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Ineffective counsel claim sufficient to overcome waiver in plea agreement

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Despite a man’s plea agreement in which he waived his right to challenge his conviction under 28 U.S.C. 2255, the 7th Circuit Court of Appeals ruled he can seek to have his conviction overturned because the 2255 waiver does not bar his claim that his trial counsel was ineffective.

Thomas Hurlow was arrested on multiple drug and firearm charges after detectives with the Vigo County Drug Task Force searched his home. The defendant claimed he told his appointed trial counsel the circumstances surrounding the search that led to his arrest, arguing that his rights had been violated.

According to Hurlow, the attorney failed to listen and instead convinced him to plead guilty to avoid a sentence of 30 years to life. The plea contained a provision that Hurlow agree not to contest his conviction or sentence in a collateral attack under 28 U.S.C. 2255.

After the District Court accepted his plea and sentenced him to 248 months imprisonment, Hurlow filed a motion for post-conviction relief pursuant to 28 U.S.C. 2255, arguing, in part, that his plea agreement was involuntary because it resulted from the ineffective assistance of trial counsel.

The District Court denied his 2255 motion on the grounds that the waiver in the plea agreement barred Hurlow’s motion.

In Thomas H. Hurlow v. United States of America, 12-1374, the 7th Circuit reversed the district court’s denial of Hurlow’s petition and remanded for further proceedings.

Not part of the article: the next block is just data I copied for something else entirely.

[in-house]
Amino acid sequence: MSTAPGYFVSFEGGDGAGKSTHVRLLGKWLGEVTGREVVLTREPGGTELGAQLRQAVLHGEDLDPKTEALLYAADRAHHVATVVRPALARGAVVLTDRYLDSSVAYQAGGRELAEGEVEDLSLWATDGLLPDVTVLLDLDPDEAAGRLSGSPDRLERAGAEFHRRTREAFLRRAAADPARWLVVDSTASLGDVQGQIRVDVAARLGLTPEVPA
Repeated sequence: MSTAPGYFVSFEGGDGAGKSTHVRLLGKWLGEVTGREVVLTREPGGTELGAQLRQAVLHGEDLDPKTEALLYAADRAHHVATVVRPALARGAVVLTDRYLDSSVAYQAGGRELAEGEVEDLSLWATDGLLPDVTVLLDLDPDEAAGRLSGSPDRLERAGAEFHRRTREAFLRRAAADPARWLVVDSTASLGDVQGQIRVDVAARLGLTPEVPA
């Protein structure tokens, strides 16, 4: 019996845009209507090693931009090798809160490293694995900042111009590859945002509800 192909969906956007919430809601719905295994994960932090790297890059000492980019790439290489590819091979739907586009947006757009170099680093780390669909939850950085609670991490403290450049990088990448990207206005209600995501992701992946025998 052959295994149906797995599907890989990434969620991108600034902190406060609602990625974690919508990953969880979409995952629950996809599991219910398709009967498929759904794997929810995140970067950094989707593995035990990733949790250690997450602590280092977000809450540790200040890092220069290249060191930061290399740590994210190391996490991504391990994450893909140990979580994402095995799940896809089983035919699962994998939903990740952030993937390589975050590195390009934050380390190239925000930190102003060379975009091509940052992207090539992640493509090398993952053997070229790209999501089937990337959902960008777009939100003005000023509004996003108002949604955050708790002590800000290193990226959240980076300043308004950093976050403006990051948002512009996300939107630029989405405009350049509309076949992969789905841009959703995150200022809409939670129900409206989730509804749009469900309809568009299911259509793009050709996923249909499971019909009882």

The 7th Circuit explained to overcome the wavier provision in his plea agreement Hurlow cannot just assert that his trial counsel was ineffective for failing to raise the constitutional claim. He must allege that he entered into the plea agreement based on the advice of counsel that fell below constitutional standards.

In view of this standard, the 7th Circuit concluded Hurlow’s allegations in his 2255 petition were sufficient to trump the waiver in his plea. He first argued that his trial counsel failed to recognize the search violated his Fourth Amendment rights. Then he claimed that had he known he could contest the unconstitutional and unreasonable search, he would not have entered to the plea agreement.  

“It is not surprising that Hurlow said he was satisfied with counsel; when he told his counsel about the facts surrounding the search, his lawyer ignored him,” Judge Ilana Rovner wrote for the court. “Thus, his statement to the district court was made against the backdrop of his ignorance regarding the possibility of a successful motion to suppress.”
 

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